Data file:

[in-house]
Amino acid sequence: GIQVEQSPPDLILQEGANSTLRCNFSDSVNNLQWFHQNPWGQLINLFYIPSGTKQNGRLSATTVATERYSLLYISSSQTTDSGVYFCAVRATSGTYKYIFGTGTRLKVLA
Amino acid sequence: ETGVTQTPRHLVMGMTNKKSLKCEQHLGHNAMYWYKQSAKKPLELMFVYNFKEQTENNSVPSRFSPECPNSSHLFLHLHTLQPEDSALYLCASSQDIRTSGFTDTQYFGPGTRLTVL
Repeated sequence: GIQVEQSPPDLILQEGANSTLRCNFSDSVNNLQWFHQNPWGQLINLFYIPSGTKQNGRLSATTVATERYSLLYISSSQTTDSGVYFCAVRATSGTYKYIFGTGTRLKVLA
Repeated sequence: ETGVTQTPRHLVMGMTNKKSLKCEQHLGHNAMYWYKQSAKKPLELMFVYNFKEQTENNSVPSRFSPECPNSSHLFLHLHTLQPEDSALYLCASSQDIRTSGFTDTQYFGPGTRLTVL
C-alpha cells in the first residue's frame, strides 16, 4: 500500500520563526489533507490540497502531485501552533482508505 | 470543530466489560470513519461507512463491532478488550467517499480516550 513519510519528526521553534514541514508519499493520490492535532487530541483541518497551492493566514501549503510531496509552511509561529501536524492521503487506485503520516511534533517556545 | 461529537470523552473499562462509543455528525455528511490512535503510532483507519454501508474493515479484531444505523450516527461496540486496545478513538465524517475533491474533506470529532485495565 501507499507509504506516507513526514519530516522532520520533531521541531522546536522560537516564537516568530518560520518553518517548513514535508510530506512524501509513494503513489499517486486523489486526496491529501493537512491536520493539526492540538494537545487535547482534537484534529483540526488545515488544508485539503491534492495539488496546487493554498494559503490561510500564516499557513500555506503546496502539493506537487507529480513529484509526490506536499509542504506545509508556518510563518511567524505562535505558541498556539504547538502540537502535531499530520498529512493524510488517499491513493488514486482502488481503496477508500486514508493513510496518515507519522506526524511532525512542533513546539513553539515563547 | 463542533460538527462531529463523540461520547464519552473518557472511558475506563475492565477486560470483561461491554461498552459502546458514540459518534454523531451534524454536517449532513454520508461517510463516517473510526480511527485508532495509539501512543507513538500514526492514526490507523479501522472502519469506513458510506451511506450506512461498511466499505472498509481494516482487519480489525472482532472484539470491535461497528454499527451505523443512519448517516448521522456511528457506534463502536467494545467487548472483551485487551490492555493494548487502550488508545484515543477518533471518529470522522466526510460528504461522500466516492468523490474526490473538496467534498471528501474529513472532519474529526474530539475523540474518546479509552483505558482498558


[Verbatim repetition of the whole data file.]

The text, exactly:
[in-house]
Amino acid sequence: GIQVEQSPPDLILQEGANSTLRCNFSDSVNNLQWFHQNPWGQLINLFYIPSGTKQNGRLSATTVATERYSLLYISSSQTTDSGVYFCAVRATSGTYKYIFGTGTRLKVLA
Amino acid sequence: ETGVTQTPRHLVMGMTNKKSLKCEQHLGHNAMYWYKQSAKKPLELMFVYNFKEQTENNSVPSRFSPECPNSSHLFLHLHTLQPEDSALYLCASSQDIRTSGFTDTQYFGPGTRLTVL
Repeated sequence: GIQVEQSPPDLILQEGANSTLRCNFSDSVNNLQWFHQNPWGQLINLFYIPSGTKQNGRLSATTVATERYSLLYISSSQTTDSGVYFCAVRATSGTYKYIFGTGTRLKVLA
Repeated sequence: ETGVTQTPRHLVMGMTNKKSLKCEQHLGHNAMYWYKQSAKKPLELMFVYNFKEQTENNSVPSRFSPECPNSSHLFLHLHTLQPEDSALYLCASSQDIRTSGFTDTQYFGPGTRLTVL
C-alpha cells in the first residue's frame, strides 16, 4: 500500500520563526489533507490540497502531485501552533482508505 | 470543530466489560470513519461507512463491532478488550467517499480516550 513519510519528526521553534514541514508519499493520490492535532487530541483541518497551492493566514501549503510531496509552511509561529501536524492521503487506485503520516511534533517556545 | 461529537470523552473499562462509543455528525455528511490512535503510532483507519454501508474493515479484531444505523450516527461496540486496545478513538465524517475533491474533506470529532485495565 501507499507509504506516507513526514519530516522532520520533531521541531522546536522560537516564537516568530518560520518553518517548513514535508510530506512524501509513494503513489499517486486523489486526496491529501493537512491536520493539526492540538494537545487535547482534537484534529483540526488545515488544508485539503491534492495539488496546487493554498494559503490561510500564516499557513500555506503546496502539493506537487507529480513529484509526490506536499509542504506545509508556518510563518511567524505562535505558541498556539504547538502540537502535531499530520498529512493524510488517499491513493488514486482502488481503496477508500486514508493513510496518515507519522506526524511532525512542533513546539513553539515563547 | 463542533460538527462531529463523540461520547464519552473518557472511558475506563475492565477486560470483561461491554461498552459502546458514540459518534454523531451534524454536517449532513454520508461517510463516517473510526480511527485508532495509539501512543507513538500514526492514526490507523479501522472502519469506513458510506451511506450506512461498511466499505472498509481494516482487519480489525472482532472484539470491535461497528454499527451505523443512519448517516448521522456511528457506534463502536467494545467487548472483551485487551490492555493494548487502550488508545484515543477518533471518529470522522466526510460528504461522500466516492468523490474526490473538496467534498471528501474529513472532519474529526474530539475523540474518546479509552483505558482498558